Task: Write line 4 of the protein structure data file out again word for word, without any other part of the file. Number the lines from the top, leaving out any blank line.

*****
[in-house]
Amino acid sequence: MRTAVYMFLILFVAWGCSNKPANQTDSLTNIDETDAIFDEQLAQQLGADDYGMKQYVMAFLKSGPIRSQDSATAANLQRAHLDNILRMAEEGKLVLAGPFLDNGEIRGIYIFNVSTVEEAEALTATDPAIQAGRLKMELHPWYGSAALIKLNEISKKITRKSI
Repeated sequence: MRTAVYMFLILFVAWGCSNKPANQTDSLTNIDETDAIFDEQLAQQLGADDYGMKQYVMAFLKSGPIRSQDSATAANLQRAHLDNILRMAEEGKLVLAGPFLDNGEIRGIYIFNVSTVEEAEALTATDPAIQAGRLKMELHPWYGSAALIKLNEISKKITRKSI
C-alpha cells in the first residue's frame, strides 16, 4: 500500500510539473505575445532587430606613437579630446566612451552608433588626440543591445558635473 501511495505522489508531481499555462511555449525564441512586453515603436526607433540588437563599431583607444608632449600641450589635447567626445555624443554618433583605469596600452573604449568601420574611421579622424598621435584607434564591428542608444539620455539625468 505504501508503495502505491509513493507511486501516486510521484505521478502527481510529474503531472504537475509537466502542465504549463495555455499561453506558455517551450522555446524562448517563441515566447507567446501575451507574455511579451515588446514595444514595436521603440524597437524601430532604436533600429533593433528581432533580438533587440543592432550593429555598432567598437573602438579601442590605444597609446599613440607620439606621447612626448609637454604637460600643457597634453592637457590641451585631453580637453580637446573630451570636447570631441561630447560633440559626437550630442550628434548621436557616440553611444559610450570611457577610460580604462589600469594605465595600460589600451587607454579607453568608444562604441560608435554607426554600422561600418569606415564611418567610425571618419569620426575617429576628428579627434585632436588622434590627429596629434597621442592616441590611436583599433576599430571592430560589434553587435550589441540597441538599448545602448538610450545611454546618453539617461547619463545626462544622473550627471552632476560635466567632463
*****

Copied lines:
C-alpha cells in the first residue's frame, strides 16, 4: 500500500510539473505575445532587430606613437579630446566612451552608433588626440543591445558635473 501511495505522489508531481499555462511555449525564441512586453515603436526607433540588437563599431583607444608632449600641450589635447567626445555624443554618433583605469596600452573604449568601420574611421579622424598621435584607434564591428542608444539620455539625468 505504501508503495502505491509513493507511486501516486510521484505521478502527481510529474503531472504537475509537466502542465504549463495555455499561453506558455517551450522555446524562448517563441515566447507567446501575451507574455511579451515588446514595444514595436521603440524597437524601430532604436533600429533593433528581432533580438533587440543592432550593429555598432567598437573602438579601442590605444597609446599613440607620439606621447612626448609637454604637460600643457597634453592637457590641451585631453580637453580637446573630451570636447570631441561630447560633440559626437550630442550628434548621436557616440553611444559610450570611457577610460580604462589600469594605465595600460589600451587607454579607453568608444562604441560608435554607426554600422561600418569606415564611418567610425571618419569620426575617429576628428579627434585632436588622434590627429596629434597621442592616441590611436583599433576599430571592430560589434553587435550589441540597441538599448545602448538610450545611454546618453539617461547619463545626462544622473550627471552632476560635466567632463